Boom! shake-shake-shake the room ...

By Linda Carroli
Arts Hub, March 2009

The arts has a push and pull relationship with urban development and land use, often clustering in unattractive or undesirable inner city areas for their accessibility, flexibility and affordability. After a cultural ecology and economy seeds, others pay heed. It's not just the artists and bohemian feel that are noteworthy, but also the social mix and street life. Others are also attracted to those places and eventually those cheaper properties become the focus of speculation, desirable redevelopment and investment opportunities, ushered in under the banner of urban renewal or urban consolidation. Policy, property and planning seem to conspire to reify this economic dynamic. Renewal isn’t benign. When I was involved in resident action groups, let's say 20 or so years ago, urban renewal wasn't supported by progressive social and affordable housing initiatives or consideration of community or design dividends. It was progress - everything stopped for it and everything was swept aside for it.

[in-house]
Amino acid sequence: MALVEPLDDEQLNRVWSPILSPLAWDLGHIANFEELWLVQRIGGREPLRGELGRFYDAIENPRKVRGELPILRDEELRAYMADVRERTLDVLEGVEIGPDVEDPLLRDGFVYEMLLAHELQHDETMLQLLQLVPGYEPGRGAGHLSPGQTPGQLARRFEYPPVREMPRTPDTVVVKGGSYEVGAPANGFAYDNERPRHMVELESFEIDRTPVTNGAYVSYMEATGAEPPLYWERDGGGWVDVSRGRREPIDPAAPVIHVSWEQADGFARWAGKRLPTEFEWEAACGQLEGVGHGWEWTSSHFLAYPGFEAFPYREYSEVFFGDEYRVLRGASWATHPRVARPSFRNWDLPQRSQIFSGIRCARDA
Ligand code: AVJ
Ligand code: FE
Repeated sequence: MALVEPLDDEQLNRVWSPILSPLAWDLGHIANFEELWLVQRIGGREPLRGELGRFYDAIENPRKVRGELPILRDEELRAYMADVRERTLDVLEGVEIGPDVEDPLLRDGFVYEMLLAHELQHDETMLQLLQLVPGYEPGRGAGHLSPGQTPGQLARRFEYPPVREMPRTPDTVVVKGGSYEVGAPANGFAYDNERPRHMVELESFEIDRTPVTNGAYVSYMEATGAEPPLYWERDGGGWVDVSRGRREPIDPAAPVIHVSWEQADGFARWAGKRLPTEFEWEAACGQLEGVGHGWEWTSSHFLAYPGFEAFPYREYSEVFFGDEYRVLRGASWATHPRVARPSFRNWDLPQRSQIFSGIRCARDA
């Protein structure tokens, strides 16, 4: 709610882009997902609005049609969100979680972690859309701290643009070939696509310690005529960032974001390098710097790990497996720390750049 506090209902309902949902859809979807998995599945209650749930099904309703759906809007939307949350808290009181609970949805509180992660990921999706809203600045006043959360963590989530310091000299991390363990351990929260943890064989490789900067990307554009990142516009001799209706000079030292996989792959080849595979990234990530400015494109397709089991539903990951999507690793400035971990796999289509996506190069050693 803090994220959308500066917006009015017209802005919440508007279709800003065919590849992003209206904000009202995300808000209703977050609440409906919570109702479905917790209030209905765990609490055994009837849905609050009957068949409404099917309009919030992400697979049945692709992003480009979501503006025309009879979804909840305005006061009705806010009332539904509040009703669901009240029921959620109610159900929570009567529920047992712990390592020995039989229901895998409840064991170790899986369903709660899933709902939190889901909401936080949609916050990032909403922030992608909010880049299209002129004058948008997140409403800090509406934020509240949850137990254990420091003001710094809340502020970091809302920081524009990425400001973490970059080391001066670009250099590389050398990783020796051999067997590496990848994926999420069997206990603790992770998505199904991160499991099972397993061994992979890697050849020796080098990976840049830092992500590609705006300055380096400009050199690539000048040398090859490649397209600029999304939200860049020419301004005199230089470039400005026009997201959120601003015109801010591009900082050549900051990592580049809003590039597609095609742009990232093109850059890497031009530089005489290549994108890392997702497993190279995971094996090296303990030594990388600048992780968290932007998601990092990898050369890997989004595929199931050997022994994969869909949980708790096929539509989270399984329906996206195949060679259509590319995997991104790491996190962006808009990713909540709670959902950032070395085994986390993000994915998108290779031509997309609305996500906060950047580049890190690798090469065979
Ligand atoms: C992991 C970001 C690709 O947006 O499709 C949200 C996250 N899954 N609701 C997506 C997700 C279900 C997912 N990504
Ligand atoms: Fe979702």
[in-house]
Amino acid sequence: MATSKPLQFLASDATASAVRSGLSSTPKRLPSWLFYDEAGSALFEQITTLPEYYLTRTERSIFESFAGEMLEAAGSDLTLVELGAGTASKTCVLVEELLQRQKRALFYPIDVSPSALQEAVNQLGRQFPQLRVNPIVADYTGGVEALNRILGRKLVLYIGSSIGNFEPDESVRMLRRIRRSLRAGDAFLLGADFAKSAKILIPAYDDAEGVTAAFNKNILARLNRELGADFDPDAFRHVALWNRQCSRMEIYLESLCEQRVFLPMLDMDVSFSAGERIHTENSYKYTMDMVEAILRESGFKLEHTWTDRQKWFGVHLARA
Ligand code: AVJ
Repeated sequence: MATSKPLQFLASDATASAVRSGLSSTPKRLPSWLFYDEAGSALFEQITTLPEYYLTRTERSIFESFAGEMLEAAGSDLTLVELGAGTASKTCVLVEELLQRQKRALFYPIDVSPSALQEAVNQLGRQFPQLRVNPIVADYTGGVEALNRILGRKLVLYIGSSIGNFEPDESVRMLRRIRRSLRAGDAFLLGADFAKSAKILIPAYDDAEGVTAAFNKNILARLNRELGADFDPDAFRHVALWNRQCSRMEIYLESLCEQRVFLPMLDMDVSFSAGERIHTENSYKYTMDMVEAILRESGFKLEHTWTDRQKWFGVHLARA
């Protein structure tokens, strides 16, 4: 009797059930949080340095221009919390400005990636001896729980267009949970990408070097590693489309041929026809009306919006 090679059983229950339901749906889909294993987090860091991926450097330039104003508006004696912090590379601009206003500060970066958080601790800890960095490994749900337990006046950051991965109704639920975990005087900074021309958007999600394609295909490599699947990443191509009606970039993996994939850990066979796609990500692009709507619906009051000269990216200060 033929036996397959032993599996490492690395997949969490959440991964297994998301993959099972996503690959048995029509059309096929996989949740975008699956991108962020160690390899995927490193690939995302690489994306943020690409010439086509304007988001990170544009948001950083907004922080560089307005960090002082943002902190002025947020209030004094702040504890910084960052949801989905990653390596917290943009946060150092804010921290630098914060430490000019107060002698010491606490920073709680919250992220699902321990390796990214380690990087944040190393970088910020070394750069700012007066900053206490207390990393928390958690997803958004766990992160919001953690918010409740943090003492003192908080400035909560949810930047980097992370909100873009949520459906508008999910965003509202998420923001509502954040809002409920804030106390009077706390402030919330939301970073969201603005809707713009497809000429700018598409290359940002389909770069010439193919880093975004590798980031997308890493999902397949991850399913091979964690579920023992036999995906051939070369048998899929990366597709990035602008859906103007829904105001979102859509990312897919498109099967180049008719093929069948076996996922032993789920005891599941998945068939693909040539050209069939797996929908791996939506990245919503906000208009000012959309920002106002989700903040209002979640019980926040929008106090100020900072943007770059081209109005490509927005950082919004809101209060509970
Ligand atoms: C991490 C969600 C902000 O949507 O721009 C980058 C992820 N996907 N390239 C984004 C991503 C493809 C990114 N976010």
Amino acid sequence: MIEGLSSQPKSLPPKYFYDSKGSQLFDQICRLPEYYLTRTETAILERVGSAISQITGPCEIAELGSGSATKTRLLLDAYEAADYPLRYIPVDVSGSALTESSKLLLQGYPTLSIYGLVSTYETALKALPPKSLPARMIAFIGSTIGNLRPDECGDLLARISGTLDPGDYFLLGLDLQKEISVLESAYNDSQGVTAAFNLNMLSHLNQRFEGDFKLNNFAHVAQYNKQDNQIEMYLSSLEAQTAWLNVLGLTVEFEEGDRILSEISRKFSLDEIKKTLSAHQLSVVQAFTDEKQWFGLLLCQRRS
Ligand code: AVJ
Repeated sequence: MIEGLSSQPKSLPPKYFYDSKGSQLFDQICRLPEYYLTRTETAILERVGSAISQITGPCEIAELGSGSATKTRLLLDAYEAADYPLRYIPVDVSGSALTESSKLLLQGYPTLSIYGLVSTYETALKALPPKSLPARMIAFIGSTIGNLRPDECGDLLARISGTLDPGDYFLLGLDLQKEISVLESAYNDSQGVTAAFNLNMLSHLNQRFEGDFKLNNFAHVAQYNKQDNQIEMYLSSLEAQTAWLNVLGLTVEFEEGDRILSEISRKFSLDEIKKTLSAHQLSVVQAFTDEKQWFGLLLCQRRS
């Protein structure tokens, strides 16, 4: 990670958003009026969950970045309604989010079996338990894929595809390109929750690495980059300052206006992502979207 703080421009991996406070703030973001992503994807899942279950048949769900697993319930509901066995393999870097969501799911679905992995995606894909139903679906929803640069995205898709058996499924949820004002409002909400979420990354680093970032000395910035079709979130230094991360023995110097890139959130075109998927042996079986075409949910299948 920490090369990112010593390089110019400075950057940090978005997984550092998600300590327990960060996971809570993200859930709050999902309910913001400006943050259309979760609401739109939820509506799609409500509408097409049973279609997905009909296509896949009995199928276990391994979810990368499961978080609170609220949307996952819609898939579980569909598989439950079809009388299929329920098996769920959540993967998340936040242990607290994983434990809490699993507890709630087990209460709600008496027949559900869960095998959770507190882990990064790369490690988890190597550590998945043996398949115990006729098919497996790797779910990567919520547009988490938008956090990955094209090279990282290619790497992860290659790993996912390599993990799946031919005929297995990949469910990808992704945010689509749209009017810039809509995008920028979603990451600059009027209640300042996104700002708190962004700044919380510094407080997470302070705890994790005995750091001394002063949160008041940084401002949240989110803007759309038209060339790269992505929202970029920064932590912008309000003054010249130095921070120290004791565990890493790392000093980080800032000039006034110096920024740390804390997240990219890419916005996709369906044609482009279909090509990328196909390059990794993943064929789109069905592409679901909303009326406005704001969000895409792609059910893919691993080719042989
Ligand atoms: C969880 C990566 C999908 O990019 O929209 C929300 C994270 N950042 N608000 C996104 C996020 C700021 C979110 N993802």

In cultural projects across Australia, geospatial economics and cultural landscapes are actively explored and exposed by artists, often in collaboration with local communities. Three current projects that stand out are SquatSpace located in Sydney's Redfern, the Renew Newcastle project, and an exhibition project Yellow Vest Syndrome at Fremantle Arts Centre in Western Australia. Each of these projects ride and resist the economic flows of booms and busts using markedly different creative and artistic strategies. Significantly, they also refuse the sometimes neo-liberal sting of creative industries, highlighting the incursion of other economies.